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Sopranos prequel The Many Saints of Newark is ‘welcome return’ to old favourites

The Sopranos creator David Chase helms prequel film The Many Saints of Newark starring James Gandolfini’s son Michael Gandolfini as Tony Soprano

THE MANY SAINTS OF NEWARK – Official Trailer – Warner Bros. UK & Ireland

The Many Saints of Newark

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Just how do you follow up the greatest television drama of all time?

Well, The Sopranos creator David Chase chose not to move beyond the ambiguous ending of the show and instead goes backwards in time to delve into the past of Tony Soprano and those closest to him.

Set primarily in the 1960s, The Many Saints of Newark follows the story of Tony Soprano’s father figure and personal hero, gangster Dickie Moltisanti ( Alessandro Nivola ).

Amid the personal and criminal struggles of Dickie, Newark becomes engulfed by racial tensions reaching a furious boiling point as riots break out.

Set for a collision course with Dickie is his ambitious African-American associate Harold McBrayer (Lamar Odom Jr.), but will either survive the chaos to come?



Alessandro Nivola is at the centre of the film as Dickie Moltistanti
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YouTube/Warner Bros. UK & Ireland)




Meanwhile, Dickie’s nephew Tony Soprano (Michael Gandolfini) matures and finds himself facing choices about the kind of lifestyle he will pursue and whether he will follow in Dickie’s footsteps.

At a lengthy two-and-a-half hours, David Chase packs in a great deal of character and story – enough perhaps for a limited series instead – but ultimately ensures the film is anchored in a trio of strong performances.

Alessandro Nivola offers a turn of true star quality that recalls Hollywood legends of yesteryear as the charismatic, conflicted and fierce anti-hero Dickie. This really is Dickie’s journey above all else and you almost wish you had more time with the character.



Leslie Odom Jr. as Dickie’s friend and later rival, Harold McBrayer
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YouTube/Warner Bros. UK & Ireland)






James Gandolfini’s son Michael as a young Tony Sopranos
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YouTube/Warner Bros. UK & Ireland)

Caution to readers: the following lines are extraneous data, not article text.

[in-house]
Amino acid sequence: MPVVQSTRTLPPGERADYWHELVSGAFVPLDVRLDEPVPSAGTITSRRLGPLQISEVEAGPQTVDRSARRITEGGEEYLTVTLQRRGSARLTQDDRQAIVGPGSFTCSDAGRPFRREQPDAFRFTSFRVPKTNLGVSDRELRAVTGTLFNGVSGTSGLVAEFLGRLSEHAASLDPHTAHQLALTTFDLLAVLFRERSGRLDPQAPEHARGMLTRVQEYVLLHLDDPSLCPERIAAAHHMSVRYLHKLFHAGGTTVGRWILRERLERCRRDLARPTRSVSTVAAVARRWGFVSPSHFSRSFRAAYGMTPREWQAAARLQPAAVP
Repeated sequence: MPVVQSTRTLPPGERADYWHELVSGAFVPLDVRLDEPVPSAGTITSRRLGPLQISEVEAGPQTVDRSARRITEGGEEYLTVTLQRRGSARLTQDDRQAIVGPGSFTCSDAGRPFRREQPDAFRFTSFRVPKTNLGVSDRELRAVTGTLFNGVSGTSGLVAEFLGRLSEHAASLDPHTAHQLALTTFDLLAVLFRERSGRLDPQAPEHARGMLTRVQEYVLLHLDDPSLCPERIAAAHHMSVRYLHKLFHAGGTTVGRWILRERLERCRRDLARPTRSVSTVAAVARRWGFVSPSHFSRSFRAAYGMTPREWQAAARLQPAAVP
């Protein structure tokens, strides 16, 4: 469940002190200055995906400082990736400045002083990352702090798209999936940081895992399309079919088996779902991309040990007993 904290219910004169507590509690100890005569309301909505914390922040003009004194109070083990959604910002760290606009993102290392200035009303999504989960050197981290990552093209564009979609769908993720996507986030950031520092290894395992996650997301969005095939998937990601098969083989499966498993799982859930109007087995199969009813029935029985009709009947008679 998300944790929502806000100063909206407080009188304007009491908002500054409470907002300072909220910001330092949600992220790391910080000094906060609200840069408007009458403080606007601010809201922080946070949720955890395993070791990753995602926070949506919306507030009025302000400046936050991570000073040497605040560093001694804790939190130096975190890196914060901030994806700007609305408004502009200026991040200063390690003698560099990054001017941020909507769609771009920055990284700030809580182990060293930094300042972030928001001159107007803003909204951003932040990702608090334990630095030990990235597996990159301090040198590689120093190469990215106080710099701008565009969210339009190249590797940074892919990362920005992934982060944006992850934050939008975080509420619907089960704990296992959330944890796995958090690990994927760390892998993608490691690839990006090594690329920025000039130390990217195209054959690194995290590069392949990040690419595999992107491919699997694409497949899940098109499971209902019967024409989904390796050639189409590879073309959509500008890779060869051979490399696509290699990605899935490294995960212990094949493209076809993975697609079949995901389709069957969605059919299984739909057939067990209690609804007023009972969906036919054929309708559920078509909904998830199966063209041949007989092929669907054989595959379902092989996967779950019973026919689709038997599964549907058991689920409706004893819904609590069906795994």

Meanwhile, the ever-talented Odom Jr. also offers a vital parallel view on a generation revered in The Sopranos itself by laying bare the inequalities, prejudice and the struggles of Harold and his peers.

Vitally, Michael Gandolfini is hauntingly good as a young Tony Soprano, bringing a sensitivity well beyond his years and capturing an inner sadness akin to his legendary father James Gandolfini in his iconic performance as the character in adulthood. Make no mistake, though, Tony is a supporting player here but a fascinating one nonetheless.

In fact, the entire ensemble cast is an embarrassment of riches with some wonderful casting for younger versions of older characters from the series. Special mentions should go out to Corey Stol l as a measured and seemingly passive Uncle Junior, a hilarious Joe Magaro as the ever-expressive Silvio Dante, and a theatrical but brutal turn from Vera Farmiga as Tony’s toxic but unhappy mother, Livia Soprano.



Vera Farmiga as Tony’s mother, Livia Soprano
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YouTube/Warner Bros. UK & Ireland)






Corey Stoll as Corrado “Junior” Soprano Jr.
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YouTube/Warner Bros. UK & Ireland)




Relative newcomer Michela De Rossi is also a vibrant leading lady as Giuseppina Bruno, the new bride of Dickie’s father (played by the ever-reliable Ray Liotta ), who becomes a catalyst for conflict and, ultimately, violent murder.

Additionally, Chase tackles a number of themes in his script that viewers of The Sopranos will be well-versed in. Examinations of familial expectations, faith, the American experience, temptation, Oedipal tensions, and the power of confession are all rife throughout.

As with the series that preceded it, The Many Saints of Newark is not an action-packed gangster epic so some viewers may be disappointed to find a myriad of family-based subplots, quiet conversations and moody introspection.

Yet the secret to The Sopranos’ success was its turning ideas of the gangster genre on its head somewhat, thus making this outing no different.



The gangster world of The Sopranos makes a bloody but welcome return
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Considering the complicated web of characters, issues and stories at play, one will likely question whether this would have been better as a longer form of storytelling on the smaller screen.

Regardless, Chase has created a prequel that offers an intriguing standalone tale in its own right but one that is also littered with fan service including some immortal lines, character cameos (including with a ghostly narration) and one timeless theme song.

Ultimately, it’s just a treat to return to the world of The Sopranos even if we might have liked to have stayed just that bit longer.

Verdict

The Many Saints of Newark is a thematically rich, well-preformed and busy prequel to The Sopranos that may not be perfect but provides enough satisfaction to fans and newcomers alike.

*The Many Saints of Newark is out now in UK cinemas.


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